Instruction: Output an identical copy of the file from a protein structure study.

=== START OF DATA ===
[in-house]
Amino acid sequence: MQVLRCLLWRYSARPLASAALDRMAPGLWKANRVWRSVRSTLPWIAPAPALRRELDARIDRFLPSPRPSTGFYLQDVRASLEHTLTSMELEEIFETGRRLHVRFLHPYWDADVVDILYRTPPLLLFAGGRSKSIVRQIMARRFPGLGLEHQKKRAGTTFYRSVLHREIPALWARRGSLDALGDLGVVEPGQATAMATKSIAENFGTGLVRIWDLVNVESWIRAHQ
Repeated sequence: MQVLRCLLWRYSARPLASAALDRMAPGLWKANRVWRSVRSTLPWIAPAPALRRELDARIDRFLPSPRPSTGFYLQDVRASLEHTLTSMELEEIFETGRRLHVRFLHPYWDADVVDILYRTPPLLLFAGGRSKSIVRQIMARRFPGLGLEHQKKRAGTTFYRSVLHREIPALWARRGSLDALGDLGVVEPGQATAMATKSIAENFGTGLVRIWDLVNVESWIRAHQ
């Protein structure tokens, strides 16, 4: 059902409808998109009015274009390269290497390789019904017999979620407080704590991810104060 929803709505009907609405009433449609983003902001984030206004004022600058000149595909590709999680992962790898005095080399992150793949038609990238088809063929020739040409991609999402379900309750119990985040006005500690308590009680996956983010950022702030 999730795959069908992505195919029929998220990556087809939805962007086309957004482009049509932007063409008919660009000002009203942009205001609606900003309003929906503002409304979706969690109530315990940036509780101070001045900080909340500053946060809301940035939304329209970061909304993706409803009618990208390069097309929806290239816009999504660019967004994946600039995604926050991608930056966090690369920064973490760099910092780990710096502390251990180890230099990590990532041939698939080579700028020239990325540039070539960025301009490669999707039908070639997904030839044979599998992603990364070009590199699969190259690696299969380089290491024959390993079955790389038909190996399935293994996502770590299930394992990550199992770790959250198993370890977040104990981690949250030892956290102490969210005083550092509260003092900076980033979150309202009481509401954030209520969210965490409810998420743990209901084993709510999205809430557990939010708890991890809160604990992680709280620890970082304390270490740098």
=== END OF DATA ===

[in-house]
Amino acid sequence: MQVLRCLLWRYSARPLASAALDRMAPGLWKANRVWRSVRSTLPWIAPAPALRRELDARIDRFLPSPRPSTGFYLQDVRASLEHTLTSMELEEIFETGRRLHVRFLHPYWDADVVDILYRTPPLLLFAGGRSKSIVRQIMARRFPGLGLEHQKKRAGTTFYRSVLHREIPALWARRGSLDALGDLGVVEPGQATAMATKSIAENFGTGLVRIWDLVNVESWIRAHQ
Repeated sequence: MQVLRCLLWRYSARPLASAALDRMAPGLWKANRVWRSVRSTLPWIAPAPALRRELDARIDRFLPSPRPSTGFYLQDVRASLEHTLTSMELEEIFETGRRLHVRFLHPYWDADVVDILYRTPPLLLFAGGRSKSIVRQIMARRFPGLGLEHQKKRAGTTFYRSVLHREIPALWARRGSLDALGDLGVVEPGQATAMATKSIAENFGTGLVRIWDLVNVESWIRAHQ
């Protein structure tokens, strides 16, 4: 059902409808998109009015274009390269290497390789019904017999979620407080704590991810104060 929803709505009907609405009433449609983003902001984030206004004022600058000149595909590709999680992962790898005095080399992150793949038609990238088809063929020739040409991609999402379900309750119990985040006005500690308590009680996956983010950022702030 999730795959069908992505195919029929998220990556087809939805962007086309957004482009049509932007063409008919660009000002009203942009205001609606900003309003929906503002409304979706969690109530315990940036509780101070001045900080909340500053946060809301940035939304329209970061909304993706409803009618990208390069097309929806290239816009999504660019967004994946600039995604926050991608930056966090690369920064973490760099910092780990710096502390251990180890230099990590990532041939698939080579700028020239990325540039070539960025301009490669999707039908070639997904030839044979599998992603990364070009590199699969190259690696299969380089290491024959390993079955790389038909190996399935293994996502770590299930394992990550199992770790959250198993370890977040104990981690949250030892956290102490969210005083550092509260003092900076980033979150309202009481509401954030209520969210965490409810998420743990209901084993709510999205809430557990939010708890991890809160604990992680709280620890970082304390270490740098």